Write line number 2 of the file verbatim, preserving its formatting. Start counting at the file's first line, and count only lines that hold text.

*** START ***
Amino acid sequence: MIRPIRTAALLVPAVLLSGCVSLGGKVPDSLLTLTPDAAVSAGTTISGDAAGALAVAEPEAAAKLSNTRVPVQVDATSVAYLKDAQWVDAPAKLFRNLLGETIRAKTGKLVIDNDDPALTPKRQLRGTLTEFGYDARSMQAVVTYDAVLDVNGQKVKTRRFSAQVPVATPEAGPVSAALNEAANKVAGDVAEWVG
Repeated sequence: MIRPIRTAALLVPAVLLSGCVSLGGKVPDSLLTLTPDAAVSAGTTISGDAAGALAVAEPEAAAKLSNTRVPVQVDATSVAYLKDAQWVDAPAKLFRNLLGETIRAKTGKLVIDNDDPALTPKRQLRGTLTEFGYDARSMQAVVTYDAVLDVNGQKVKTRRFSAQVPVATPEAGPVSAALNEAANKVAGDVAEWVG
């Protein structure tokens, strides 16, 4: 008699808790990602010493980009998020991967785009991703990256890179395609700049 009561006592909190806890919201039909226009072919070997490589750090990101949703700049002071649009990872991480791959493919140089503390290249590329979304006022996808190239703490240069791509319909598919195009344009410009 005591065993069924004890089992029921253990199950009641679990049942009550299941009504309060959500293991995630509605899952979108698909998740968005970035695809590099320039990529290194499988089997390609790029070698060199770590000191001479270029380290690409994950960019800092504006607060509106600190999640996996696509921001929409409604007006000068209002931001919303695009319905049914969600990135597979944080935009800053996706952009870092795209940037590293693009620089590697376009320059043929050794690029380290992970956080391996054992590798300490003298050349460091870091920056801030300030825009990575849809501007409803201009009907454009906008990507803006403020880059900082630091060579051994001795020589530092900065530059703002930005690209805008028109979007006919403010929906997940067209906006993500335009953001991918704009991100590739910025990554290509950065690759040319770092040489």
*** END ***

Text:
Repeated sequence: MIRPIRTAALLVPAVLLSGCVSLGGKVPDSLLTLTPDAAVSAGTTISGDAAGALAVAEPEAAAKLSNTRVPVQVDATSVAYLKDAQWVDAPAKLFRNLLGETIRAKTGKLVIDNDDPALTPKRQLRGTLTEFGYDARSMQAVVTYDAVLDVNGQKVKTRRFSAQVPVATPEAGPVSAALNEAANKVAGDVAEWVG